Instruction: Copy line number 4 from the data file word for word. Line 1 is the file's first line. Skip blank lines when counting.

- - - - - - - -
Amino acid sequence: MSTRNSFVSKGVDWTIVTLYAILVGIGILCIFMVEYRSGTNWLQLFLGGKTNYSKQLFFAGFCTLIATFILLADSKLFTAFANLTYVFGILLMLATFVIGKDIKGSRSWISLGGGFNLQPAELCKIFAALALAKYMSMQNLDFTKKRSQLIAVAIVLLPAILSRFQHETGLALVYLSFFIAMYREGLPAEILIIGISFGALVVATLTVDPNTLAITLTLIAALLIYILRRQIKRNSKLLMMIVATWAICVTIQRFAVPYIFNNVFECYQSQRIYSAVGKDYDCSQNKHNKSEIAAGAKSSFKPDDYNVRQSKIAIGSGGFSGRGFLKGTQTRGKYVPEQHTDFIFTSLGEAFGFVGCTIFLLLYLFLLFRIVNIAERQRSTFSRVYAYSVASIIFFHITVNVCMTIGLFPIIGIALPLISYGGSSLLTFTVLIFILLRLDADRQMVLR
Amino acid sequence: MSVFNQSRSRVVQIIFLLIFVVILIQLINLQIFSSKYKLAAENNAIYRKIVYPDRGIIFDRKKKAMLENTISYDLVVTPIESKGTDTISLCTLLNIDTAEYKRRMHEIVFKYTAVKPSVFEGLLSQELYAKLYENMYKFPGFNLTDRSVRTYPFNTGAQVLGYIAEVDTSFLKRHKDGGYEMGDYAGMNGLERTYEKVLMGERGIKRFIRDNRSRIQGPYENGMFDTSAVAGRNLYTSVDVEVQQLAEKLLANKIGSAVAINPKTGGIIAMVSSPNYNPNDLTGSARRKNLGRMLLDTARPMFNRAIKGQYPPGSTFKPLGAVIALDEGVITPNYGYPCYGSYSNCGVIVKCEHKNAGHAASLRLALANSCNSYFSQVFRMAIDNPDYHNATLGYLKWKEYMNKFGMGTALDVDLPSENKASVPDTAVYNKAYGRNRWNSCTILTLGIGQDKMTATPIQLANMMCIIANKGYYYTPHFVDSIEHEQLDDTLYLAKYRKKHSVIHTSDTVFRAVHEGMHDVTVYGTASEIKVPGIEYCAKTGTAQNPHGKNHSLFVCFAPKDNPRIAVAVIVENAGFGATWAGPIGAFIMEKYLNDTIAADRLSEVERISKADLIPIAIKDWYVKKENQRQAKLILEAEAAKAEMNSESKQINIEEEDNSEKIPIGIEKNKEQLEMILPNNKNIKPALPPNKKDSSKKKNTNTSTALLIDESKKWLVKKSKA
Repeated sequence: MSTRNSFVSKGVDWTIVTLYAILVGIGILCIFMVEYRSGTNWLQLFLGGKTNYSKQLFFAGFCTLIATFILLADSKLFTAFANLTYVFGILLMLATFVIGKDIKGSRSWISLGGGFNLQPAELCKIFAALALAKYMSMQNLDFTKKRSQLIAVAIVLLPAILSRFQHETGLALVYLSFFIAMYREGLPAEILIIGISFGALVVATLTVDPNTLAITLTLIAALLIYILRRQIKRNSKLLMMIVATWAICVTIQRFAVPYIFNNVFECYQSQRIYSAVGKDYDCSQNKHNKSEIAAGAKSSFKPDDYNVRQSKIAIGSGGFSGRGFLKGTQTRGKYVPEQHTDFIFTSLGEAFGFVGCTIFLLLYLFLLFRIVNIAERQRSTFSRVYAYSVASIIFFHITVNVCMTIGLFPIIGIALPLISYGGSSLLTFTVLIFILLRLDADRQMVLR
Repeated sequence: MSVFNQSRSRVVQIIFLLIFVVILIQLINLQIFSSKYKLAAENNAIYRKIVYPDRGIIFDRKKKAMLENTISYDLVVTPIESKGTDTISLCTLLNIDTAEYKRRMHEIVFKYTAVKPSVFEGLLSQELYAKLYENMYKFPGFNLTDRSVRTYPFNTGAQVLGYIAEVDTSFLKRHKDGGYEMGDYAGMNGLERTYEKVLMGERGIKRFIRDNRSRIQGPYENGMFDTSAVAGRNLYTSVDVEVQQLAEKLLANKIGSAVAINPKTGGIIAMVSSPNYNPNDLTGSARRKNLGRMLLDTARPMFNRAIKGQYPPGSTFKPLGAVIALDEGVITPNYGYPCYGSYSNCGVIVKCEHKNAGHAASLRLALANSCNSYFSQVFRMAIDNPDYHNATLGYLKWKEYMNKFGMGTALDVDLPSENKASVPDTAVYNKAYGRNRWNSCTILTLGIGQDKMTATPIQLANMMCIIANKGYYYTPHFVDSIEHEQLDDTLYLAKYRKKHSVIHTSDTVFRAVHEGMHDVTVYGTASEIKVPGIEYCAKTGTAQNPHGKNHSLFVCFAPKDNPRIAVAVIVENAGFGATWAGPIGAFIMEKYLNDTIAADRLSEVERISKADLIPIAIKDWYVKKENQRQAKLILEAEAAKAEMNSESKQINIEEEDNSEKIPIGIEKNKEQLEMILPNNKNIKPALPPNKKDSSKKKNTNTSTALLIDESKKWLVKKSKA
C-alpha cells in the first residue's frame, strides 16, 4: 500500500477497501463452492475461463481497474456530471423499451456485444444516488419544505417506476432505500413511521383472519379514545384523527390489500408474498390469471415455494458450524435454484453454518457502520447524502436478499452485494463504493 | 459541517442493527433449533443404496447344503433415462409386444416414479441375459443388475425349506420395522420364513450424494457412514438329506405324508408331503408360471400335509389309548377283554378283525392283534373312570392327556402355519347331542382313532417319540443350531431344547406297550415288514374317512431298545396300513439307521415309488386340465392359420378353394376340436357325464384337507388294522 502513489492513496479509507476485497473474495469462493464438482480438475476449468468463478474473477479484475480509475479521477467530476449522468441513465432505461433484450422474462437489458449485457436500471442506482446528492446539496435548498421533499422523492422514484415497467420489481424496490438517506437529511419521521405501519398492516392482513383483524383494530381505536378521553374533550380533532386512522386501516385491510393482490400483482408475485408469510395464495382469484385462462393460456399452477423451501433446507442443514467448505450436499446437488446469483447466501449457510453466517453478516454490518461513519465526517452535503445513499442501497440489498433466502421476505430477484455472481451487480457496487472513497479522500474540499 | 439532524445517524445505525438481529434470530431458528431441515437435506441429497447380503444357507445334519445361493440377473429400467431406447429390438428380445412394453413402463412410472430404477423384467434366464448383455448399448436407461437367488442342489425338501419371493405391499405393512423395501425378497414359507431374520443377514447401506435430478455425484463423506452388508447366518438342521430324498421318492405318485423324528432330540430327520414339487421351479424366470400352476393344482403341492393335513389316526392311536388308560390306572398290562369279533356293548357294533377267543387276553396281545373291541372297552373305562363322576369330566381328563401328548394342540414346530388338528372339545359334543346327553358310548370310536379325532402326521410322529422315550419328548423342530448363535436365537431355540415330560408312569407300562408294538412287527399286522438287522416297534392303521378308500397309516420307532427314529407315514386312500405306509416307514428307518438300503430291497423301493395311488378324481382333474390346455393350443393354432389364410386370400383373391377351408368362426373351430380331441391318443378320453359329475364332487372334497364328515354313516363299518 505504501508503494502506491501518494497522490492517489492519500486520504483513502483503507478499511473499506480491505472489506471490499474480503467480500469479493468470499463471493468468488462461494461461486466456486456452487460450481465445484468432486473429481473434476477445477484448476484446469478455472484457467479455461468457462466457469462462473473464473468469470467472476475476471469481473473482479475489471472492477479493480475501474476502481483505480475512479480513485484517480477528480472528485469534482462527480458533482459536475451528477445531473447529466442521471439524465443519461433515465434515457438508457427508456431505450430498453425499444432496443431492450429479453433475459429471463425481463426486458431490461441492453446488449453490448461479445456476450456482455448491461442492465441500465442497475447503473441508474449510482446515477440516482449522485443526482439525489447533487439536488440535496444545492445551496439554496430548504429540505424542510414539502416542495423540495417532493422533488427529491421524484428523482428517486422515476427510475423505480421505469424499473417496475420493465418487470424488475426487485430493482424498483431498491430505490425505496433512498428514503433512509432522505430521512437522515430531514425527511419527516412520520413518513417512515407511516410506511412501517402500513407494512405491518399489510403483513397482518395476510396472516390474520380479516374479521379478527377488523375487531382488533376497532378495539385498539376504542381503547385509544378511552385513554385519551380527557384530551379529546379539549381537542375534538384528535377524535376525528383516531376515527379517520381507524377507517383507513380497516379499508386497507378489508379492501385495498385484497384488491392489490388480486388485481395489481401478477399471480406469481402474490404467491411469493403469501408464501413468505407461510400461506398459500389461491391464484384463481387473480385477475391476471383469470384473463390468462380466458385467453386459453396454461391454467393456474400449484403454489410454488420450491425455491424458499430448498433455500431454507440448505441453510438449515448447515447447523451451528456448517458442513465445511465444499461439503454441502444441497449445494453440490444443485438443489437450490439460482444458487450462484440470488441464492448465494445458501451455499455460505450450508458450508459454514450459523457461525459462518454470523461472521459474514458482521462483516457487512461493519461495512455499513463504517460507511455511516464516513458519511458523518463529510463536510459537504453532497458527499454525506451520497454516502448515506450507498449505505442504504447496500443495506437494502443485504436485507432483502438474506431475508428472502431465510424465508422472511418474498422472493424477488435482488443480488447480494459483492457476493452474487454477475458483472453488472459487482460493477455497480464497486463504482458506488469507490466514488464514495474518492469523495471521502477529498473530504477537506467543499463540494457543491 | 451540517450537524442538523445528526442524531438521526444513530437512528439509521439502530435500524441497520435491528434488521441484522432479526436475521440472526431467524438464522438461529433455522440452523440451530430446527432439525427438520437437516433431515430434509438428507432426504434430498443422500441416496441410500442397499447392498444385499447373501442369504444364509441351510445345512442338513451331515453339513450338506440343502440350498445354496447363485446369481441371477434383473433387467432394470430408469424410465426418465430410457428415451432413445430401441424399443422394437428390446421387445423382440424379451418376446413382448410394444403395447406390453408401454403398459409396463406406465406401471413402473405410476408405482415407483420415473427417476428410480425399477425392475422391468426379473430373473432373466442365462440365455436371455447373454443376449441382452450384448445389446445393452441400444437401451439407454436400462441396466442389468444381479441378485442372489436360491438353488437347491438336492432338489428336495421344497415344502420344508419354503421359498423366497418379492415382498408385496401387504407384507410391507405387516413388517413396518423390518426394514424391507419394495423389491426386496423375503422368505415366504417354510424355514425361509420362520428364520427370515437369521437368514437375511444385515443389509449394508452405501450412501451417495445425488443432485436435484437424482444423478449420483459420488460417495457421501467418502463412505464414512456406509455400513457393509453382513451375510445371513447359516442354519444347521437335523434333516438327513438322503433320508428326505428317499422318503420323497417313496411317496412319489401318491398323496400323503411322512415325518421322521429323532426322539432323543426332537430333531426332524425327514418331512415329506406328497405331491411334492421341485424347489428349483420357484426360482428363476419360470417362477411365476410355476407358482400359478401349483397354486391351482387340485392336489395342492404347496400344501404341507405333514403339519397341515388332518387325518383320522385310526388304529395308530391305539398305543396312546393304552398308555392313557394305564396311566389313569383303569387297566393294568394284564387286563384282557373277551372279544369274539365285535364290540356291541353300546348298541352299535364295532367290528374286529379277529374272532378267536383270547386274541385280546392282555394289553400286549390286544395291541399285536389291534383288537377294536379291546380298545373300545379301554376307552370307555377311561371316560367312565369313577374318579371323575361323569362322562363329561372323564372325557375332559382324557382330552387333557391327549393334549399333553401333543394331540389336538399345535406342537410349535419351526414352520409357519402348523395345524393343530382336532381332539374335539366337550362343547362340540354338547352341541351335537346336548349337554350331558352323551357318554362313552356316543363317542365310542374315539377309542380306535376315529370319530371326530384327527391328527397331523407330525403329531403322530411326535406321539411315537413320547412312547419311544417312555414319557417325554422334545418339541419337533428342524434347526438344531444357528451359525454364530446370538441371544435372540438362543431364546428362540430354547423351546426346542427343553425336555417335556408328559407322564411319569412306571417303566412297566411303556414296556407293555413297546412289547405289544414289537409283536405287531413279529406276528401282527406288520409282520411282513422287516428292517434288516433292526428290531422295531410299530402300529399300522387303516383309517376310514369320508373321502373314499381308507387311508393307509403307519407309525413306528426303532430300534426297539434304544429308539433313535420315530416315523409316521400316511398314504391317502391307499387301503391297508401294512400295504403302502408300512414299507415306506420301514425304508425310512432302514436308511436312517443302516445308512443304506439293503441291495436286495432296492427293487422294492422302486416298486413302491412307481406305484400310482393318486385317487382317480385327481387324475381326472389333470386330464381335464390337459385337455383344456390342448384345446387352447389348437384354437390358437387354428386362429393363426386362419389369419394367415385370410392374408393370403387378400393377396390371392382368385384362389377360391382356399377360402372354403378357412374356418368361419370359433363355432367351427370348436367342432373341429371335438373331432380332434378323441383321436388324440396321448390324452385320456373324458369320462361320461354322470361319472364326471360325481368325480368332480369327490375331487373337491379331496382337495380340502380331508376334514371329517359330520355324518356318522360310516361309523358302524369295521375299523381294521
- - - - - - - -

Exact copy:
Repeated sequence: MSVFNQSRSRVVQIIFLLIFVVILIQLINLQIFSSKYKLAAENNAIYRKIVYPDRGIIFDRKKKAMLENTISYDLVVTPIESKGTDTISLCTLLNIDTAEYKRRMHEIVFKYTAVKPSVFEGLLSQELYAKLYENMYKFPGFNLTDRSVRTYPFNTGAQVLGYIAEVDTSFLKRHKDGGYEMGDYAGMNGLERTYEKVLMGERGIKRFIRDNRSRIQGPYENGMFDTSAVAGRNLYTSVDVEVQQLAEKLLANKIGSAVAINPKTGGIIAMVSSPNYNPNDLTGSARRKNLGRMLLDTARPMFNRAIKGQYPPGSTFKPLGAVIALDEGVITPNYGYPCYGSYSNCGVIVKCEHKNAGHAASLRLALANSCNSYFSQVFRMAIDNPDYHNATLGYLKWKEYMNKFGMGTALDVDLPSENKASVPDTAVYNKAYGRNRWNSCTILTLGIGQDKMTATPIQLANMMCIIANKGYYYTPHFVDSIEHEQLDDTLYLAKYRKKHSVIHTSDTVFRAVHEGMHDVTVYGTASEIKVPGIEYCAKTGTAQNPHGKNHSLFVCFAPKDNPRIAVAVIVENAGFGATWAGPIGAFIMEKYLNDTIAADRLSEVERISKADLIPIAIKDWYVKKENQRQAKLILEAEAAKAEMNSESKQINIEEEDNSEKIPIGIEKNKEQLEMILPNNKNIKPALPPNKKDSSKKKNTNTSTALLIDESKKWLVKKSKA